The Psalmist, David, wrote, in one of the several so-called imprecatory Psalms these words:
“Do not I hate them, O Lord, that hate thee? And am not I grieved with those that rise up against thee? I hate them with perfect hatred: I count them mine enemies” (Psalm 139.21, 22).
And these words are on my heart this Ash Wednesday morning; in particular that one phrase in verse 22: “perfect hatred;” or better yet, “complete hatred” as the English Standard Version puts the Hebrew. And I will tell you why I am thinking about “perfect hatred.”
It seems to me that we who love the Lord are in danger today; a different kind of danger. The danger that I speak of is not the danger of compromise with the all-too obvious sinfully sensate culture in North America though such danger exists. I speak of the danger of a deep, personal bitterness, a hatred if you will, towards those “who are not on my side.” I came face to face with that bitterness in my devotions this morning. On a day when I am thinking, in my own heart, of my concern for our government, seemingly sinking into socialism, which is against the very founding principles of our nation, and most certainly far from the representative, self governing principles of the Bible on which, I for one believe, that our nation was sought to be founded; and in a season when, on this Ash Wednesday, I am thinking of the dark bloody stain of abortion and the sad, soul-chilling consequences of approving (that and other behaviors) that which God condemns, I read E.J. Young’s commentary on Psalm 139 (The Way Everlasting: A Study in Psalm 139 [Banner of Truth, 1965]). And there I came upon the words of David that “I hate them with perfect hatred.” I felt at once that the Psalmist was experiencing something of what I was feeling. The Psalmist had contemplated the glorious omniscient and omnipresent God who knew David better than David knew himself. David extolled the God who was always there and from whose presence no man can escape. And in exploring this theme David bursts into this enigmatic statement concerning a “perfect hatred.” I felt at once that my heart needed checking at this statement. David of course was so overwhelmed with the awesomeness of God that he, as a man, cannot but say, with the most vehement expressions, that he “hates” those who hate God. God’s enemies are David’s enemies. We understand this. We too could use a word such as “hate” in terms of those, even today, who stand against the Lord and His people. And yet we know the Bible is one. We know that Jesus told us to love our enemies. And so we are left with a crisis. One one hand we feel what David feels but we desire to follow Jesus as well. The caution of E.J. Young is well worth repeating here:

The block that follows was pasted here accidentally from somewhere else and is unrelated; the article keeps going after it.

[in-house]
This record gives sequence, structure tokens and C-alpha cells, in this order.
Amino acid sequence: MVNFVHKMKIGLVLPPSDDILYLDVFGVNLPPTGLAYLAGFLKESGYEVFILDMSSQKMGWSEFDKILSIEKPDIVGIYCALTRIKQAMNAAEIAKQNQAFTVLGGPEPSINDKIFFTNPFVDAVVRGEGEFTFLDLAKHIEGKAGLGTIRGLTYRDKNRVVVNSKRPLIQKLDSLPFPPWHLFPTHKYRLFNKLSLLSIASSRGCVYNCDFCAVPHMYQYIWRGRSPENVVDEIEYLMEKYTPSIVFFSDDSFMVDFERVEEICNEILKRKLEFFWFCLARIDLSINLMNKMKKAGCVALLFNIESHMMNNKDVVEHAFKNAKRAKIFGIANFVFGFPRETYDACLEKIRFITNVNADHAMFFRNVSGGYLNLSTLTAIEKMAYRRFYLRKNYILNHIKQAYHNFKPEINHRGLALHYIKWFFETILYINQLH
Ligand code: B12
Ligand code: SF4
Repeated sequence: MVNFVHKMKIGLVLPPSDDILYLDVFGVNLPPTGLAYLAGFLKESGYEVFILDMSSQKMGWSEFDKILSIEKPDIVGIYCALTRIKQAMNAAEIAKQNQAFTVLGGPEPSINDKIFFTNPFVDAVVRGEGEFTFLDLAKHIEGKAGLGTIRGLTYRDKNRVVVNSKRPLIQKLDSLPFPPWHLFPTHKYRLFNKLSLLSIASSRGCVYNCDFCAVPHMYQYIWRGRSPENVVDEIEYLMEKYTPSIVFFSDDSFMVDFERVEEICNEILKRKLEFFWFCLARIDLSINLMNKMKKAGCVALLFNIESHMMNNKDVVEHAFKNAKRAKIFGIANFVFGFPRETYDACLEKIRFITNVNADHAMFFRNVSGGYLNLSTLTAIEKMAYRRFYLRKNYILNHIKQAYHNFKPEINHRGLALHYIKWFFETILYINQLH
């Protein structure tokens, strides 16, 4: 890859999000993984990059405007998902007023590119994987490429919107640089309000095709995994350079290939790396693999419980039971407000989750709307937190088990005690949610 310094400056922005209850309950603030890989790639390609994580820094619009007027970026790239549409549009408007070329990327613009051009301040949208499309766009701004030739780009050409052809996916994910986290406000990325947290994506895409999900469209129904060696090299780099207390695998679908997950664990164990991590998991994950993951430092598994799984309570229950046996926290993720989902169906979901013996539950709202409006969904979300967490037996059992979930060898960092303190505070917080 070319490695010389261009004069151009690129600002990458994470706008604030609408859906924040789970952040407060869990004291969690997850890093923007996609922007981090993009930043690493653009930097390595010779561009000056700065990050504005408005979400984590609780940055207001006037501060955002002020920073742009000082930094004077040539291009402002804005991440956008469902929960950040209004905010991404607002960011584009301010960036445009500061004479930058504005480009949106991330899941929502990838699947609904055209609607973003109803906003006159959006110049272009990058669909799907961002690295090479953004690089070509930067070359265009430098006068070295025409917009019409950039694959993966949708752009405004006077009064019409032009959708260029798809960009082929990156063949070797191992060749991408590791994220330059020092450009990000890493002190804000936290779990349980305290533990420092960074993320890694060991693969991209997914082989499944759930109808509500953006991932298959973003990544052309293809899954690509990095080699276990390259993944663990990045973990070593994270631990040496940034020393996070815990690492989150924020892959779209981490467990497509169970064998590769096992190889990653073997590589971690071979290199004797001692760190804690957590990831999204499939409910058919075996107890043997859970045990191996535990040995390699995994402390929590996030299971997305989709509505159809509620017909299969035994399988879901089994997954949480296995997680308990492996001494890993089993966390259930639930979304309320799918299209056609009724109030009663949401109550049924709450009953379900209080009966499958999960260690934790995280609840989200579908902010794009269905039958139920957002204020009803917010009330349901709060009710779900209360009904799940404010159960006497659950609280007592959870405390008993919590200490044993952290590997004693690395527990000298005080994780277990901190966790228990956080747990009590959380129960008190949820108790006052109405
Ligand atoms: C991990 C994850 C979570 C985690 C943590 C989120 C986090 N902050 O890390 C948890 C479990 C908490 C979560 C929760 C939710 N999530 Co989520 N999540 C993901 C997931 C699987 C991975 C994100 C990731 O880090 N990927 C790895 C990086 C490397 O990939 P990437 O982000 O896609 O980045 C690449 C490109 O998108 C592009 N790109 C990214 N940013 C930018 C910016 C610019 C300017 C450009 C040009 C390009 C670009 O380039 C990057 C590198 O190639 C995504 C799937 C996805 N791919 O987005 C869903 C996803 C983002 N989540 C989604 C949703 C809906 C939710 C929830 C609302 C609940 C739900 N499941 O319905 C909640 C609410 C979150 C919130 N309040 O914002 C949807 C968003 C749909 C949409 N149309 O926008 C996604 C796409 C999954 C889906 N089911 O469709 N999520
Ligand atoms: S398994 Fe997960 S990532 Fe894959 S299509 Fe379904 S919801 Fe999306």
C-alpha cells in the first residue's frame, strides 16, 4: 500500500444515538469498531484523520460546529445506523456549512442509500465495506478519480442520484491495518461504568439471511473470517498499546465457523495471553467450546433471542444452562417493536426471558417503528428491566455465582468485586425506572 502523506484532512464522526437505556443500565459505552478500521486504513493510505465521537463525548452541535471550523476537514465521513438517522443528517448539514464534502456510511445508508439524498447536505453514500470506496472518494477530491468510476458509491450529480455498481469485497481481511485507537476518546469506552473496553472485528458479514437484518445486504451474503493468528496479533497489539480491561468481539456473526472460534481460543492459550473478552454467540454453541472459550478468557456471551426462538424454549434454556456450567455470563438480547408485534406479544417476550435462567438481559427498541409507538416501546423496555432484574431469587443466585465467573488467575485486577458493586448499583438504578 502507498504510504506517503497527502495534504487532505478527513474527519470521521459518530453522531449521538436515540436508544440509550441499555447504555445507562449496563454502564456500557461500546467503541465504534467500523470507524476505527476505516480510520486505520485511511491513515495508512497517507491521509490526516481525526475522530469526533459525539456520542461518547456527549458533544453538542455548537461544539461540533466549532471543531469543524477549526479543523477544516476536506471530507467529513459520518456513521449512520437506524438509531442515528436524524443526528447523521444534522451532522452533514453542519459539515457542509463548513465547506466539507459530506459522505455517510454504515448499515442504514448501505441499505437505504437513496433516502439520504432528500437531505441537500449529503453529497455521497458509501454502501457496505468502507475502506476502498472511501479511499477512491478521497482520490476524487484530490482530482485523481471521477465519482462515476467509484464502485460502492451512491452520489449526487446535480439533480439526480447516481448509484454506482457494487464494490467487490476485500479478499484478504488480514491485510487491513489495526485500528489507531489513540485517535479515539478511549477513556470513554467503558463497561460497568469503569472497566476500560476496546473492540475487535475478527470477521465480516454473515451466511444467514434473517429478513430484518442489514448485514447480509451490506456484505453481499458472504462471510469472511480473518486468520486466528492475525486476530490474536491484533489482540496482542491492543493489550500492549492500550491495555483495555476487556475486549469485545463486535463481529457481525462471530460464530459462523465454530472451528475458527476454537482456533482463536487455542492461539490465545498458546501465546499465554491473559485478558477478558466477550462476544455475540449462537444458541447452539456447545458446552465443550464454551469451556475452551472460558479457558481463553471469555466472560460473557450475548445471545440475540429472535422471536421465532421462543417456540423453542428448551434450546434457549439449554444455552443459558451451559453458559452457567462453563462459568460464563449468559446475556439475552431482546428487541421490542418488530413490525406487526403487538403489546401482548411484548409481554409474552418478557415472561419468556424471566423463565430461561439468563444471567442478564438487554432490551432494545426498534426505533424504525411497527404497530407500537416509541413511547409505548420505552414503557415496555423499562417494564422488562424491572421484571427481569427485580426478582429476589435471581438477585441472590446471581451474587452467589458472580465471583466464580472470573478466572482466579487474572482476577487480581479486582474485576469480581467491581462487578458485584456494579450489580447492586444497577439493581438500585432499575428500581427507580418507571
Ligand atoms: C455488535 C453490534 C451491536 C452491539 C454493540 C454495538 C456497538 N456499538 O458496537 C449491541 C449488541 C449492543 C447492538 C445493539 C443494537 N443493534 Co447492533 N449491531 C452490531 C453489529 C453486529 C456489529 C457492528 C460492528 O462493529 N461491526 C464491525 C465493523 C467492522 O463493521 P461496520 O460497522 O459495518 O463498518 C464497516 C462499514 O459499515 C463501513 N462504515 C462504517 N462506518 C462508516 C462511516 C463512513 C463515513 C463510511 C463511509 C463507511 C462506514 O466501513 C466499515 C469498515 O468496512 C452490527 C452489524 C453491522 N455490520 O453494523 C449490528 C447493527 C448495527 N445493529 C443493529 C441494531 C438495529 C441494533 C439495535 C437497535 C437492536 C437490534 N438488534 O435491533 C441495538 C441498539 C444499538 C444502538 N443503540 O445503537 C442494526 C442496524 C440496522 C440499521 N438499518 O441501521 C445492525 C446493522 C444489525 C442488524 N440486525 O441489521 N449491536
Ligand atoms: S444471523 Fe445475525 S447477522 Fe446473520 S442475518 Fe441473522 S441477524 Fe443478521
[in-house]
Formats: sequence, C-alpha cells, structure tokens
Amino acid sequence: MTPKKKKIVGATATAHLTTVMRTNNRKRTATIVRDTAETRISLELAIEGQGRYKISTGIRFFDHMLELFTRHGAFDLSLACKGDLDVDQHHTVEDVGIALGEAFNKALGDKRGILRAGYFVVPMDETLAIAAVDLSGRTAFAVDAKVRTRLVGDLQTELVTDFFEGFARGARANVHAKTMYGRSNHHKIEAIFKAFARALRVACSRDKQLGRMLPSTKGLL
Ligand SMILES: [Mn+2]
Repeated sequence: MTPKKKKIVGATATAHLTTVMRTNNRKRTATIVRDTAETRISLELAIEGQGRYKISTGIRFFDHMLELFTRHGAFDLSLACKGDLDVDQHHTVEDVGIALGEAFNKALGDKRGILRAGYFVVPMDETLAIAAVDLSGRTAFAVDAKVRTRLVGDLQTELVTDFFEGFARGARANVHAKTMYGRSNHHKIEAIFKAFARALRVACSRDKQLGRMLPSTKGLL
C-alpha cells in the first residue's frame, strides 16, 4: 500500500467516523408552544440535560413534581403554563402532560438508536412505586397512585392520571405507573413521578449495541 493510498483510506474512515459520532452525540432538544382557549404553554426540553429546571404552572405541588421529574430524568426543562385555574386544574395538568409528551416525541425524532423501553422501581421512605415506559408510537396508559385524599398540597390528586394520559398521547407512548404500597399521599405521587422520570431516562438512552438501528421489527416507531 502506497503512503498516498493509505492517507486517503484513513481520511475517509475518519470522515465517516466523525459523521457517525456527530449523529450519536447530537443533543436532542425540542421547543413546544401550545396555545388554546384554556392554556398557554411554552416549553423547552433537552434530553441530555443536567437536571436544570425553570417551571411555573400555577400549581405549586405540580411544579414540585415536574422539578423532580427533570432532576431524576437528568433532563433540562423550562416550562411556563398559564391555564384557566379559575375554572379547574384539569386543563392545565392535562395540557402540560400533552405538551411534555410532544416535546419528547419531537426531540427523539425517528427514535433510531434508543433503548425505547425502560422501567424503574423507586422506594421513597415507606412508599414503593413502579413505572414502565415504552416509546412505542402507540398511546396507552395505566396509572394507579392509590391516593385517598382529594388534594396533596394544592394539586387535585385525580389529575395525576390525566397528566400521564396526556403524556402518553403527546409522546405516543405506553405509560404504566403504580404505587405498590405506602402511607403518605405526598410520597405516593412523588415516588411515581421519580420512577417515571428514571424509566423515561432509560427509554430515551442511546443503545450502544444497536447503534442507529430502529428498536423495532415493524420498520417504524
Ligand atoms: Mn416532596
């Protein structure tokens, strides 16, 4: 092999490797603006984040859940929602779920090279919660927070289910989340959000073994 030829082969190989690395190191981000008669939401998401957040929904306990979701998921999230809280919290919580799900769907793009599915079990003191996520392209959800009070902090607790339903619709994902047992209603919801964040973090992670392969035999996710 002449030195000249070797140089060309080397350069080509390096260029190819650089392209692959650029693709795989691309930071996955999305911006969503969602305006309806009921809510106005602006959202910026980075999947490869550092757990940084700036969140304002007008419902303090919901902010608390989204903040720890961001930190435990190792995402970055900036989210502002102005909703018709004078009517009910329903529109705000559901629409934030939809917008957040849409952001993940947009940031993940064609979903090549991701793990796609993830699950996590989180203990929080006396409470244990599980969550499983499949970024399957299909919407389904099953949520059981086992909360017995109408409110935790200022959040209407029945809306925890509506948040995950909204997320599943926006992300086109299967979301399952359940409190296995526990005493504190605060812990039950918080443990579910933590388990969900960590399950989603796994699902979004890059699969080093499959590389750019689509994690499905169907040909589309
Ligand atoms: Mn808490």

“Unless we walk with God, depending upon Him for all things, our hatred will be the wrong kind of hatred, and the wrong kind of hatred is sin” (111).